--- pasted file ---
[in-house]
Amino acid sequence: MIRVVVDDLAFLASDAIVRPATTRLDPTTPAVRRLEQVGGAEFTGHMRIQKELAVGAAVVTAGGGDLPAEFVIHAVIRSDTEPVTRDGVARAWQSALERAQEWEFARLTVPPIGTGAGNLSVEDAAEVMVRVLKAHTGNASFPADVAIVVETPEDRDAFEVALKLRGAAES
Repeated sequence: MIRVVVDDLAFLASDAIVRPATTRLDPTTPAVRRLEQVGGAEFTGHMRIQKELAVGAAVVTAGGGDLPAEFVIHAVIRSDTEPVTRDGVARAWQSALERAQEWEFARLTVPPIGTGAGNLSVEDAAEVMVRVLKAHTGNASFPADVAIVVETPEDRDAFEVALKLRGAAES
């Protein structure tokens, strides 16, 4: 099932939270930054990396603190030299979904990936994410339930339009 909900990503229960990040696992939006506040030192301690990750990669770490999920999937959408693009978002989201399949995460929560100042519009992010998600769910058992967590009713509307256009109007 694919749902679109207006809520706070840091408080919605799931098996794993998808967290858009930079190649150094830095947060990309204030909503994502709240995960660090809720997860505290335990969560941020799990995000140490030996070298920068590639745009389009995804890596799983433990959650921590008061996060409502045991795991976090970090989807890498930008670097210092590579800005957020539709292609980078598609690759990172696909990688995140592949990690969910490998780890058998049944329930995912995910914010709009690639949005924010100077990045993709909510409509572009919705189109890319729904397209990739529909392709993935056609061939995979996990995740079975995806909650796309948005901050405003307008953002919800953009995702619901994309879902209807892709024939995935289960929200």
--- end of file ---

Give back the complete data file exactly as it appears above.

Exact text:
[in-house]
Amino acid sequence: MIRVVVDDLAFLASDAIVRPATTRLDPTTPAVRRLEQVGGAEFTGHMRIQKELAVGAAVVTAGGGDLPAEFVIHAVIRSDTEPVTRDGVARAWQSALERAQEWEFARLTVPPIGTGAGNLSVEDAAEVMVRVLKAHTGNASFPADVAIVVETPEDRDAFEVALKLRGAAES
Repeated sequence: MIRVVVDDLAFLASDAIVRPATTRLDPTTPAVRRLEQVGGAEFTGHMRIQKELAVGAAVVTAGGGDLPAEFVIHAVIRSDTEPVTRDGVARAWQSALERAQEWEFARLTVPPIGTGAGNLSVEDAAEVMVRVLKAHTGNASFPADVAIVVETPEDRDAFEVALKLRGAAES
């Protein structure tokens, strides 16, 4: 099932939270930054990396603190030299979904990936994410339930339009 909900990503229960990040696992939006506040030192301690990750990669770490999920999937959408693009978002989201399949995460929560100042519009992010998600769910058992967590009713509307256009109007 694919749902679109207006809520706070840091408080919605799931098996794993998808967290858009930079190649150094830095947060990309204030909503994502709240995960660090809720997860505290335990969560941020799990995000140490030996070298920068590639745009389009995804890596799983433990959650921590008061996060409502045991795991976090970090989807890498930008670097210092590579800005957020539709292609980078598609690759990172696909990688995140592949990690969910490998780890058998049944329930995912995910914010709009690639949005924010100077990045993709909510409509572009919705189109890319729904397209990739529909392709993935056609061939995979996990995740079975995806909650796309948005901050405003307008953002919800953009995702619901994309879902209807892709024939995935289960929200």